Deliberate Indifference to Safety-Failure to Protect from
prison official's duty under the Eighth Amendment is to
ensure reasonable safety, a standard that incorporates due
regard for prison officials' unenviable task of keeping
dangerous men in safe custody under humane conditions.”
Farmer v. Brennan, 511 U.S. 825, 844-45 (1994)
(internal quotations and citations omitted). Officials
responsible for prison inmates may be held liable under the
Eighth Amendment for acting with “deliberate
indifference” to an inmate's safety when the
official knows the inmate faces “a substantial risk of
serious harm” and with this knowledge disregards the
risk by failing to take reasonable measures to abate it.
Id. at 828. A constitutional violation occurs only
“when a substantial risk of serious harm, of which the
official is subjectively aware, exists and the official does
not respond reasonably to the risk.” Cottone v.
Jean, 326 F.3d 1352, 1358 (11th Cir. 2003). “It is
not, however, every injury suffered by one prisoner at the
hands of another that translates into constitutional
liability for prison officials responsible for the
victim's safety.” Farmer, 511 at 834.
“Within [a prison's] volatile
‘community,' prison administrators are to take all
necessary steps to ensure the safety of . . . the prison
staff and administrative personnel. . . . They are under an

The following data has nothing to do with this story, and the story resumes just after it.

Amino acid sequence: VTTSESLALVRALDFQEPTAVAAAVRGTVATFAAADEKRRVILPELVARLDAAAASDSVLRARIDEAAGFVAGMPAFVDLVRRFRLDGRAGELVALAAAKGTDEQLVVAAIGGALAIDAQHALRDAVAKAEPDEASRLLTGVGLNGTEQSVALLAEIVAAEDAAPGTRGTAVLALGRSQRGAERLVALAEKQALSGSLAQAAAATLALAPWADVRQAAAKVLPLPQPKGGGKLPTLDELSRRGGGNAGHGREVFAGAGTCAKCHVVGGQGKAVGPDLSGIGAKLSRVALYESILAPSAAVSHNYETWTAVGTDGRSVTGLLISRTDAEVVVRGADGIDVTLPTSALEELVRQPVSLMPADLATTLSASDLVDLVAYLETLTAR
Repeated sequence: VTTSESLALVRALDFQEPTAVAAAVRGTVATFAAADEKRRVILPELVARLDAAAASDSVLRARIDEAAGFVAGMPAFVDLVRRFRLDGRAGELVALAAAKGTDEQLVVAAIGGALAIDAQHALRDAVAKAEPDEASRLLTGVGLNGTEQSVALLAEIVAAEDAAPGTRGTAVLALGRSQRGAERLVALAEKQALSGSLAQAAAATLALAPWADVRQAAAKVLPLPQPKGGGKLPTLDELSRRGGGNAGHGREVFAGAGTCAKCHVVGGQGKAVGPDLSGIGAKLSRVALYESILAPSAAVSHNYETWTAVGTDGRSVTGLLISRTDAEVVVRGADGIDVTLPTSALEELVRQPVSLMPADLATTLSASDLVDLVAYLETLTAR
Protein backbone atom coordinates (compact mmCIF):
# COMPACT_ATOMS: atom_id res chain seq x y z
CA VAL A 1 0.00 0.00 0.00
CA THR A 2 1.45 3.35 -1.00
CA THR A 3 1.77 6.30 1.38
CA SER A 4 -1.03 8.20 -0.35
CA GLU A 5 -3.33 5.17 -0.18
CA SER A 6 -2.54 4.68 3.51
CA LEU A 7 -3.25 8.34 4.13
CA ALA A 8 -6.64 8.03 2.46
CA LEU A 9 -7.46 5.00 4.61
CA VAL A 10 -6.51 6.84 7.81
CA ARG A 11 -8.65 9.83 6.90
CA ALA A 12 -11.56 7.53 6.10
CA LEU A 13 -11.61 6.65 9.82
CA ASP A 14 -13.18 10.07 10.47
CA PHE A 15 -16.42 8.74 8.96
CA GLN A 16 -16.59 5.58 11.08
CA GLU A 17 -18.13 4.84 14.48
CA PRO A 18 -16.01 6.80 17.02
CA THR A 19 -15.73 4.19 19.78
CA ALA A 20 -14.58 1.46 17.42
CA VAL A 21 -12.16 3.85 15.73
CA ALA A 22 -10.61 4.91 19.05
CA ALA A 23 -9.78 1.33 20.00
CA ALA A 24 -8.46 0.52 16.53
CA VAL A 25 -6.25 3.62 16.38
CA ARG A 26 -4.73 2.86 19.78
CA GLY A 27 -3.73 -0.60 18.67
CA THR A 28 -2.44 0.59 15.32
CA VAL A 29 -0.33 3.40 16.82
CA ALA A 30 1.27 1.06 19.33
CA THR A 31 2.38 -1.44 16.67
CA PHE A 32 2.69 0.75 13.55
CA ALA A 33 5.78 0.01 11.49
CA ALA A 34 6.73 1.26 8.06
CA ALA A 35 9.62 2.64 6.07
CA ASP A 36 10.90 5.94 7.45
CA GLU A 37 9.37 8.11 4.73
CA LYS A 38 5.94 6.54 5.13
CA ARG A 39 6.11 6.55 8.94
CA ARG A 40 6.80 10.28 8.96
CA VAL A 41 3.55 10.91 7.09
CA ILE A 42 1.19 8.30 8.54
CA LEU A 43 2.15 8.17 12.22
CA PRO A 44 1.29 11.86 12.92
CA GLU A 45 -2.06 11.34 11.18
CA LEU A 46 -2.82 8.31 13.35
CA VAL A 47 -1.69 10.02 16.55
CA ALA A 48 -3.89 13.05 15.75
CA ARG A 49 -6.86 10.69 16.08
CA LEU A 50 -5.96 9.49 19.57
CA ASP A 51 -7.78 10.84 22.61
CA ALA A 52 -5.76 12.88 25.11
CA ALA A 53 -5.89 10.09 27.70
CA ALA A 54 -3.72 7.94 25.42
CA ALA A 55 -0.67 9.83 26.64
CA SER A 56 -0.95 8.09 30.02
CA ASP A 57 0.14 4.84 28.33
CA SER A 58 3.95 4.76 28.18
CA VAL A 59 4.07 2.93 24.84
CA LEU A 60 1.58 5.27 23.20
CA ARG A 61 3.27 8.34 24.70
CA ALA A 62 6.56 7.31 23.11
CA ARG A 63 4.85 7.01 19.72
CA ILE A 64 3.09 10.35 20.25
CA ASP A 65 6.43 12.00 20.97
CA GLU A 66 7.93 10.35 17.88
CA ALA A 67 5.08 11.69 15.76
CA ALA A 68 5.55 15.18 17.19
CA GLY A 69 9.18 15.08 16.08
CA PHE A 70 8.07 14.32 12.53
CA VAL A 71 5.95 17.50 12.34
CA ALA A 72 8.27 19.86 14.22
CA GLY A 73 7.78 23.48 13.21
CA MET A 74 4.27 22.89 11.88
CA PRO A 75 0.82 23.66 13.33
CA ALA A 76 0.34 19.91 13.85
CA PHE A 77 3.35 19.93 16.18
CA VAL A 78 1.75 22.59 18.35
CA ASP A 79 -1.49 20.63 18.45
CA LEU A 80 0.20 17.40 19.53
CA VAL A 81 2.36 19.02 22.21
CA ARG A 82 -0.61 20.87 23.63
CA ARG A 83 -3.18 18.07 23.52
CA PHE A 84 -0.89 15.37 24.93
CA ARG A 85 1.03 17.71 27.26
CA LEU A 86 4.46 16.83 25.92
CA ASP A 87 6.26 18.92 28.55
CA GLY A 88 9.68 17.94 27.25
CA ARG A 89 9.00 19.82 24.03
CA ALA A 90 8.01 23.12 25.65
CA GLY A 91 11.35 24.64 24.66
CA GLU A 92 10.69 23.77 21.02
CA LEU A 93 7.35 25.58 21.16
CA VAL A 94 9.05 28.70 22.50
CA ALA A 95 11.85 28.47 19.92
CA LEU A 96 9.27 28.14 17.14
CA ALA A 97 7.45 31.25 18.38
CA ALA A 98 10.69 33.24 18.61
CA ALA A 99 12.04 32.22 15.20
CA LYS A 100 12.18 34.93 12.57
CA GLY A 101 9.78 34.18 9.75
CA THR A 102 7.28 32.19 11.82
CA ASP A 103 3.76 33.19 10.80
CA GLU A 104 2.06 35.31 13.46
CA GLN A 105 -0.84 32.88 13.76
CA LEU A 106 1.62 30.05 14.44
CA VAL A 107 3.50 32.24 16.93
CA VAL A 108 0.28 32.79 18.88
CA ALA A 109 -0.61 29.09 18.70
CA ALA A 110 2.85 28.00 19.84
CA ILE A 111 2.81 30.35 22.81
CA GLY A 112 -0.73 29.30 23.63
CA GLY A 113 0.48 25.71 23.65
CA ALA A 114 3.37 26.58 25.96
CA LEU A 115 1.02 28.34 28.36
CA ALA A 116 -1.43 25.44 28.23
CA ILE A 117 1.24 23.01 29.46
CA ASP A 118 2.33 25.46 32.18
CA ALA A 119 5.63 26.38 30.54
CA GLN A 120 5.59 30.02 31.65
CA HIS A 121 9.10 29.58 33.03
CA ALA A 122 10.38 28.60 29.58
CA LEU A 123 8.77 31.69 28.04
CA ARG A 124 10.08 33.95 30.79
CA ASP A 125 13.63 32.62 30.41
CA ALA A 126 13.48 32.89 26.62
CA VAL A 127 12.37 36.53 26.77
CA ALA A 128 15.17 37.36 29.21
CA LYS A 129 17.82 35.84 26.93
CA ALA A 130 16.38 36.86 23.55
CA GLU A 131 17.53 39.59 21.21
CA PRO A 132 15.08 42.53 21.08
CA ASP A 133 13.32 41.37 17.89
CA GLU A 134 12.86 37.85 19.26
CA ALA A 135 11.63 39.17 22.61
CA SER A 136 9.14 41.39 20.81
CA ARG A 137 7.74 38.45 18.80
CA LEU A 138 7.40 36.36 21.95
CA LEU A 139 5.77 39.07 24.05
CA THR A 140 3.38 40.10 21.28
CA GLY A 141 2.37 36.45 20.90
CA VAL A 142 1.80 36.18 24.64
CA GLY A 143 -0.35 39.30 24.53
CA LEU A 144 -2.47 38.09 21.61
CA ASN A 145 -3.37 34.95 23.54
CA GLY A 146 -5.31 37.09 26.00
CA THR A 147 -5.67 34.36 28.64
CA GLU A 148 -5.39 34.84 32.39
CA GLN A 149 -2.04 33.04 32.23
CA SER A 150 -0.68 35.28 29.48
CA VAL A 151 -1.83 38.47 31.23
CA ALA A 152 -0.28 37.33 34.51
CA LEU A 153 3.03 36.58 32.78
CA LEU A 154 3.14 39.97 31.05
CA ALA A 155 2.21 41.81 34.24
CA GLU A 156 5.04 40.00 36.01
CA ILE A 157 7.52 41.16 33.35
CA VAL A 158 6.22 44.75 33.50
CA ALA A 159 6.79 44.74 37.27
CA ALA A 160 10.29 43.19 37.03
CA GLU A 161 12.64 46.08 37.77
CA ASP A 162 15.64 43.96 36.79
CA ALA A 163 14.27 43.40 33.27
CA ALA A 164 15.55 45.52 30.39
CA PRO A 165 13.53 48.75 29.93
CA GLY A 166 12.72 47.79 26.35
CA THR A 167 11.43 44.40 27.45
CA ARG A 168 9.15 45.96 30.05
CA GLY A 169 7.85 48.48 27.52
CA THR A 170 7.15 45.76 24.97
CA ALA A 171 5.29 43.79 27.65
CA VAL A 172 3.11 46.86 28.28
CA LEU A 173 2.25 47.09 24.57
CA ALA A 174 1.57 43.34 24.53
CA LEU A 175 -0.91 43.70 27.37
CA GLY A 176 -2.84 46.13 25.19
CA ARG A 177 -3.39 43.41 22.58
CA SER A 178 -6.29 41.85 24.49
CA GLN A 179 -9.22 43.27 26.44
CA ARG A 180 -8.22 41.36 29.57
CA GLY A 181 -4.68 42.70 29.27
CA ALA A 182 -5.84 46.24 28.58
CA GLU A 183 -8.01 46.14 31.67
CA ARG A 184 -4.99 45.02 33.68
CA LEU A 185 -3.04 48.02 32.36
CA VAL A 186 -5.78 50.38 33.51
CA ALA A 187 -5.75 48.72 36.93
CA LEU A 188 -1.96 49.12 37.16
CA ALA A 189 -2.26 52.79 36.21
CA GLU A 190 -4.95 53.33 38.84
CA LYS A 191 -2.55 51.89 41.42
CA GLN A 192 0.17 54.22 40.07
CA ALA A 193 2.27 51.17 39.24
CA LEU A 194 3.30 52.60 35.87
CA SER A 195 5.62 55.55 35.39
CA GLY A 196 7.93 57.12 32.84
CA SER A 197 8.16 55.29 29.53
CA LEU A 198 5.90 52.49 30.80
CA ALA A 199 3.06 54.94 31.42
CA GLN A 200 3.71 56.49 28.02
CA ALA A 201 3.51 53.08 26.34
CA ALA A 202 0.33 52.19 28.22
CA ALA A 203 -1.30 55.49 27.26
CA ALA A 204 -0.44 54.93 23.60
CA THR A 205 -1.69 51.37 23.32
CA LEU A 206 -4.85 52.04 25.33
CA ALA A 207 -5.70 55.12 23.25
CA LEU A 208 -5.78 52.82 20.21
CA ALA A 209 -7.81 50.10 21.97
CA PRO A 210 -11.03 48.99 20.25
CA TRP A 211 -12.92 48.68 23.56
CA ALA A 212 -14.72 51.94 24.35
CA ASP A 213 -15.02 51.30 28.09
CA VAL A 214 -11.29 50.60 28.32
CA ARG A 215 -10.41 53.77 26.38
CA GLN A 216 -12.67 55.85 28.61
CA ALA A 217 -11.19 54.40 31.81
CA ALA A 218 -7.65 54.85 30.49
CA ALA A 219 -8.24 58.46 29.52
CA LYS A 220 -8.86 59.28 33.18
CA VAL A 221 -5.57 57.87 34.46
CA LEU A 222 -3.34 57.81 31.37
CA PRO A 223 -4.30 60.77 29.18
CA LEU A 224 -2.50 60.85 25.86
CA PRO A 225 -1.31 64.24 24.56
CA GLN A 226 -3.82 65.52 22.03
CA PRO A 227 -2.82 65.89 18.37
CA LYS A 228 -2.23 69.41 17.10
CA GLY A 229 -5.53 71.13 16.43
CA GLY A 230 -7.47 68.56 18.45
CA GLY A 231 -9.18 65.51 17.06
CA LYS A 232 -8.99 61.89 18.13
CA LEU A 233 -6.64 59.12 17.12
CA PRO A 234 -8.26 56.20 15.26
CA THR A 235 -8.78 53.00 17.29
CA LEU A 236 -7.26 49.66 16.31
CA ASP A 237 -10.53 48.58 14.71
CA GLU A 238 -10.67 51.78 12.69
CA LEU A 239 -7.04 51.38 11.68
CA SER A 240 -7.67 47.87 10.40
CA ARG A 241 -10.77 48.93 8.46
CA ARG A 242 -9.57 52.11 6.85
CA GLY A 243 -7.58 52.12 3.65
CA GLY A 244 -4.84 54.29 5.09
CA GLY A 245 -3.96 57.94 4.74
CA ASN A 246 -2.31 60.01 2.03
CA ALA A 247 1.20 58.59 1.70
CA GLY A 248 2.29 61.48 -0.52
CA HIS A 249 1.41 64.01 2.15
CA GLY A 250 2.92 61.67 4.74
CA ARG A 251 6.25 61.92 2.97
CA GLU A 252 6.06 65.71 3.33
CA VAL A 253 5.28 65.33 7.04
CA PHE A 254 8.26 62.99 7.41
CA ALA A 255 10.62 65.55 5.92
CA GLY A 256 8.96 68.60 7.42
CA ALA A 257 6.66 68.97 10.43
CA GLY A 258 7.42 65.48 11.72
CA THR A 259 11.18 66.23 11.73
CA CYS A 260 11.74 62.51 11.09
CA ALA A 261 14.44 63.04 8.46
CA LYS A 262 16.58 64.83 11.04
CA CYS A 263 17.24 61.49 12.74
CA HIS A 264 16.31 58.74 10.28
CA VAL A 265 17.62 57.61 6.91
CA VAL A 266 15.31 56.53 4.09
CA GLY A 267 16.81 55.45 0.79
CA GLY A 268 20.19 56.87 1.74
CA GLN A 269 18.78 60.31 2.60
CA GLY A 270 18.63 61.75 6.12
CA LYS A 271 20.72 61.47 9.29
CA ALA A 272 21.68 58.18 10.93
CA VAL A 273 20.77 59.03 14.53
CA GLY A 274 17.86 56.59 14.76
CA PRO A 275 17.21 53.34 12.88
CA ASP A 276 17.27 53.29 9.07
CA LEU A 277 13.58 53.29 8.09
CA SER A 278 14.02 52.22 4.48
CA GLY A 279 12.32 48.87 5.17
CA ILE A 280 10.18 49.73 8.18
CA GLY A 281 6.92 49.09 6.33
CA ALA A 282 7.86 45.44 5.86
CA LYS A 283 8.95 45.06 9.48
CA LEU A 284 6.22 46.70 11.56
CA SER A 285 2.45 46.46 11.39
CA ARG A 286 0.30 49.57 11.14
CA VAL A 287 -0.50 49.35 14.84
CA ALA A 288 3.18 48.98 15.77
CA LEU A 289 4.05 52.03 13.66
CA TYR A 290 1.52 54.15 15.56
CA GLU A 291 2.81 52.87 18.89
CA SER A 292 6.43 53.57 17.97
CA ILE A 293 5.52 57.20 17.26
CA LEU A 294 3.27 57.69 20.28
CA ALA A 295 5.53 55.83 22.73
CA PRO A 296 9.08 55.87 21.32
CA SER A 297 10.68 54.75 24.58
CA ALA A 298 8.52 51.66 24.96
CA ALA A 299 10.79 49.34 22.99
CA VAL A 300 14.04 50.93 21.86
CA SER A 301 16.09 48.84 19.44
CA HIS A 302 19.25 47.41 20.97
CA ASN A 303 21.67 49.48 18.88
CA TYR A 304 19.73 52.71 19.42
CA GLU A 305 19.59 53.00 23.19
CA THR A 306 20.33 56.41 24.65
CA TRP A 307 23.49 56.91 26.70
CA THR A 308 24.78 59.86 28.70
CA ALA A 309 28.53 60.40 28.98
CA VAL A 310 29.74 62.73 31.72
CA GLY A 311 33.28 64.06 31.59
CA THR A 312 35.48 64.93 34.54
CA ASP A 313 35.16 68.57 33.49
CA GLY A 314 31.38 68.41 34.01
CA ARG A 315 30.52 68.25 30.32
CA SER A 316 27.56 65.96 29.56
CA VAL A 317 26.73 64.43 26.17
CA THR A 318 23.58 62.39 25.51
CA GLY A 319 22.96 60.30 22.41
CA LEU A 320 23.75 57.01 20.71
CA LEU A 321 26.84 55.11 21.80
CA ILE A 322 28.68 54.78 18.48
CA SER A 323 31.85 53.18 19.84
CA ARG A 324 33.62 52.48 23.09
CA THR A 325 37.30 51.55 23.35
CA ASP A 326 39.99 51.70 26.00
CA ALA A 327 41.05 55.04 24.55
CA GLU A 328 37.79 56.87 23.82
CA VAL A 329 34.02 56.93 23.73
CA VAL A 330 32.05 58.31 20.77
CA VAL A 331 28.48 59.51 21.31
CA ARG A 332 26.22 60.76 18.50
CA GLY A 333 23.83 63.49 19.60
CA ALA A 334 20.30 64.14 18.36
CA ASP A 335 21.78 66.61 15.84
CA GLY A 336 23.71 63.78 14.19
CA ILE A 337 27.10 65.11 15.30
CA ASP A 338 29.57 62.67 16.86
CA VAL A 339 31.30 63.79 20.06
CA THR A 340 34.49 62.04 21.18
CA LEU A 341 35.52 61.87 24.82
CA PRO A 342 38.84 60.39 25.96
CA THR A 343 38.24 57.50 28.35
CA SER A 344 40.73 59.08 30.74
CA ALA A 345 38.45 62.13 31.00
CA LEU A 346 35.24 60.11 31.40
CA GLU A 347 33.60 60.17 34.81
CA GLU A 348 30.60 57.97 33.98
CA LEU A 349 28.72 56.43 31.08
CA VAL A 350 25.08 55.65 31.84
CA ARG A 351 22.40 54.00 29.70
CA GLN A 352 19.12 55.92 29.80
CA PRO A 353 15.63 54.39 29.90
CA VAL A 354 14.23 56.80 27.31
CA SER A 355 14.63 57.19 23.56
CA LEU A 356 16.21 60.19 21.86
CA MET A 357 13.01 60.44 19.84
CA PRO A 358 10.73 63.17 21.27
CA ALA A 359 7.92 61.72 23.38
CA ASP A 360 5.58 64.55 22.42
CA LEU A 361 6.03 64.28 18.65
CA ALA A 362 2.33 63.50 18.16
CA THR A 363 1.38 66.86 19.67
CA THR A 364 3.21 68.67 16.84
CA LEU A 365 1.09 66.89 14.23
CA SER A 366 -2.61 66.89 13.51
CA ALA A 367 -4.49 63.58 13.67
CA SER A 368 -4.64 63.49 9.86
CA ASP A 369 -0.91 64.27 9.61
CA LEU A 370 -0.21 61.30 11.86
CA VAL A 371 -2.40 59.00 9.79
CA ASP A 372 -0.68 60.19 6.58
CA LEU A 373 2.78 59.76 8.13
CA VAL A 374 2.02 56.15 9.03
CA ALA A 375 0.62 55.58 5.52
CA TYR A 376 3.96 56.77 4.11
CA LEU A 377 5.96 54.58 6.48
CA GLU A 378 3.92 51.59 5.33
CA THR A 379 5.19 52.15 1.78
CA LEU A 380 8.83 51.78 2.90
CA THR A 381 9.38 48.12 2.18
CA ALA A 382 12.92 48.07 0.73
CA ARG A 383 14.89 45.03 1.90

obligation to take reasonable measures to guarantee the
safety of the inmates themselves.” Hudson v.
Palmer, 468 U.S. 517, 526-27 (1984). The Eleventh
Circuit has, however, consistently “stress[ed] that a
‘prison custodian is not the guarantor of a
prisoner's safety.” Purcell ex rel. Estate of
Morgan v. Toombs Cnty., Ga., 400 F.3d 1313 (11th Cir.
2005) (citing Popham v. City of Talladega, 908 F.2d
1561, 1564 (11th Cir. 1990)). “Only ‘[a] prison
official's deliberate indifference to a known,
substantial risk of serious harm to an inmate violates the
Eighth Amendment.'” Harrison v. Culliver,
746 F.3d 1288, 1298 (11th Cir. 2014) (citing Marsh v.
Butler Cnty., Ala., 268 F.3d 1014, 1028 (11th Cir.
2001), abrogated on other grounds by Bell Atl.
Corp. v. Twombly, 550 U.S. 544 (2007)). “In order
to state a § 1983 cause of action against prison
officials based on a constitutional deprivation resulting
from cruel and unusual punishment, there must be at least
some allegation of a conscious or callous indifference to a
prisoner's rights, thus raising the tort to a
constitutional stature.” Williams v. Bennett,
689 F.2d 1370, 1380 (11th Cir. 1982).
requires proof of both objective and subjective elements to
demonstrate an Eighth Amendment violation. Caldwell v.
Warden, FCI Talladega, 748 F.3d 1090, 1099 (11th Cir.
2014). With respect to the requisite objective elements of a
deliberate indifference claim, an inmate must first show
“an objectively substantial risk of serious harm . . .
exist[ed]. Second, once it is established that the official
is aware of this substantial risk, the official must react to
this risk in an objectively unreasonable manner.”
Marsh, 268 F.3d at 1028-29. As to the subjective
elements, “the official must both be aware of facts
from which the inference could be drawn that a substantial
risk of serious harm exists, and he must also draw the
inference. . . . The Eighth Amendment does not outlaw cruel
and unusual ‘conditions'; it outlaws cruel and
unusual ‘punishments.' . . . [A]n official's